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ANKYLOSTOMIASIS & TREATMENT

Read about ankylostomiasis medical facts: what is the definition of ankylostomiasis, what are the signs and symptoms, medical treatment & how to treat ankylostomiasis, diagnosis, and related ankylostomiasis diseases.

Definition: What is "Ankylostomiasis"?

ANKYLOSTOMIASIS

Ankylostomiasis, derived from the Greek words "anclo" (crooked or bent) & "stoma" (mouth), is the disease caused by hookworms. It is also known as tunnel disease, Egyptian chlorosis, Miner's anemia, helminthiasis & Brickmaker's anaemia. Ankylostomiasis is a condition caused by large numbers of hookworms present that produce iron deficiency anemia by aggressively sucking blood from its host's intestinal walls. Hookworm is the leasing cause of child & maternal morbidity in areas of the tropics & subtropics. In children, Ankylostomiasis could cause growth retardation, prematurity, intellection & cognitive retardation, intrauterine growth retardation & low birth weight for newborns with infected mothers. Ankylostomiasis is rarely fatal, but severe anemia could be present with patients heavily infected with the disease.

Symptoms & Signs

There are no specific signs or symptoms of Ankylostomiasis. However, intestinal inflammation & anemia (caused by iron or protein deficiency) may occur. When larvae attack the skin, it could cause intense, localized itching on the lower leg or foot, which may last for more than a week. Ankylostomiasis may also cause vomiting, diarrhea, constipation, ingestion, nausea & epigastric pains in early & later stages of the disease.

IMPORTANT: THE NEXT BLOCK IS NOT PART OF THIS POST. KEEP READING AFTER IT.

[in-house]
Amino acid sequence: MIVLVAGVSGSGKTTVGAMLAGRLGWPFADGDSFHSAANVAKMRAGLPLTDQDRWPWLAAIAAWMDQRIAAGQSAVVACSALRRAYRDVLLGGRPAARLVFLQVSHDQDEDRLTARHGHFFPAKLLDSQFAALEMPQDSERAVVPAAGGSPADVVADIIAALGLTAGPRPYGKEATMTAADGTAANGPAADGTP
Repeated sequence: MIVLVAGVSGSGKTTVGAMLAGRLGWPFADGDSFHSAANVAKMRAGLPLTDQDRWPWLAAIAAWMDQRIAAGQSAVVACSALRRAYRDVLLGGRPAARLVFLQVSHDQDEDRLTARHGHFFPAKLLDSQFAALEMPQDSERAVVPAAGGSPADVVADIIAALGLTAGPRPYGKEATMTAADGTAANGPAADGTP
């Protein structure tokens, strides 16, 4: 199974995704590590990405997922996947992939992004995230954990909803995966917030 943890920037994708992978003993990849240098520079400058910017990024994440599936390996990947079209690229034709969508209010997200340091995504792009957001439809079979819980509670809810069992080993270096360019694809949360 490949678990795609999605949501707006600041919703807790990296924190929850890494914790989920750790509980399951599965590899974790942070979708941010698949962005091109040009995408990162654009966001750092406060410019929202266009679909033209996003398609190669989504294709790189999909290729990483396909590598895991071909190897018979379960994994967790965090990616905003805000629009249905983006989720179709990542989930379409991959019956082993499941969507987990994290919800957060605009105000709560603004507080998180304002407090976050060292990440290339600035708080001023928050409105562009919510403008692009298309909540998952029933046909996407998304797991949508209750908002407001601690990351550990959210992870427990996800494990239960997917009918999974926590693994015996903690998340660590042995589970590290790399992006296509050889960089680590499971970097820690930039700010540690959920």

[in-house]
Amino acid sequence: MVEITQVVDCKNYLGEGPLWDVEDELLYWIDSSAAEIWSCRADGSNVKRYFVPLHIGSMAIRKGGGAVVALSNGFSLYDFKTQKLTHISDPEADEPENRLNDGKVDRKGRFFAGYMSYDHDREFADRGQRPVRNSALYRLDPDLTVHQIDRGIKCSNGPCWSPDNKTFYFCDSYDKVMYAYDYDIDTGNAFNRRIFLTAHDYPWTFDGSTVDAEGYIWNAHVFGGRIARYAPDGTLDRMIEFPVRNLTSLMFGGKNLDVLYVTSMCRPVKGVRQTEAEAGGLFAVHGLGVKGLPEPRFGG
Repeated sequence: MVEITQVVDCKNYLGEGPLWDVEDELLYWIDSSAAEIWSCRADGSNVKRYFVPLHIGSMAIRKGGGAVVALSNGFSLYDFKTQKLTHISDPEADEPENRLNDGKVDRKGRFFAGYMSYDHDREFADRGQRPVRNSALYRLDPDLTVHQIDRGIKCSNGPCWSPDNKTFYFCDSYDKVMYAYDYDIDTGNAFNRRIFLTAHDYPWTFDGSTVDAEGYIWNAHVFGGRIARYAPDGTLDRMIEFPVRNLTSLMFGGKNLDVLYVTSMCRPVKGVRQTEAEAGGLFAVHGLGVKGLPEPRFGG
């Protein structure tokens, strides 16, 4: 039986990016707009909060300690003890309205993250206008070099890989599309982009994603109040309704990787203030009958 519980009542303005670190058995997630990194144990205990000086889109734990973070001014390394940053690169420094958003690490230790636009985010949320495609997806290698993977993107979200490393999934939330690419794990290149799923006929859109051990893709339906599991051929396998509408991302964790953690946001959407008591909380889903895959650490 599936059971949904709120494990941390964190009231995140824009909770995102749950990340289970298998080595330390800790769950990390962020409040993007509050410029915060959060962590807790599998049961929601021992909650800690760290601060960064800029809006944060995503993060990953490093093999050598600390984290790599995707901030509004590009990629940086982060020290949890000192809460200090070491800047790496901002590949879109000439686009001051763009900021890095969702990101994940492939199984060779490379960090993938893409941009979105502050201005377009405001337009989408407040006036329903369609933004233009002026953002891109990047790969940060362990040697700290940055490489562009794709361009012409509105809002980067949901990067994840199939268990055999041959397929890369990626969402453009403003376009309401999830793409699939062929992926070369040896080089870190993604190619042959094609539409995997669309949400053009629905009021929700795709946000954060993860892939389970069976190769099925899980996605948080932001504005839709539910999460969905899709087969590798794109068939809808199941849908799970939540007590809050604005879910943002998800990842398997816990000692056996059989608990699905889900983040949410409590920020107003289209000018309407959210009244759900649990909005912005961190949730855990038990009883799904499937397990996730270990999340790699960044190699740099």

Treatment: How to Treat "Ankylostomiasis"?

When hookworms are still in the infected skin, Ankylostomiasis could be treated with local cryotherapy. Albendazole can be effectively used when the hookworms are still migrating under the skin or even in the intestinal stages. For patients with Ankylostomiasis-related anemia, iron supplements could relieve iron deficiency symptoms.

Diagnosis

Diagnosis of Ankylostomiasis involves finding characteristics of the worm eggs through a microscopic examination of stools. However, this method of diagnosis is not effective during the early stages of Ankylostomiasis. Adult hookworms are rarely seen through a microscope, but it could be found through surgery, autopsy or endoscopy.



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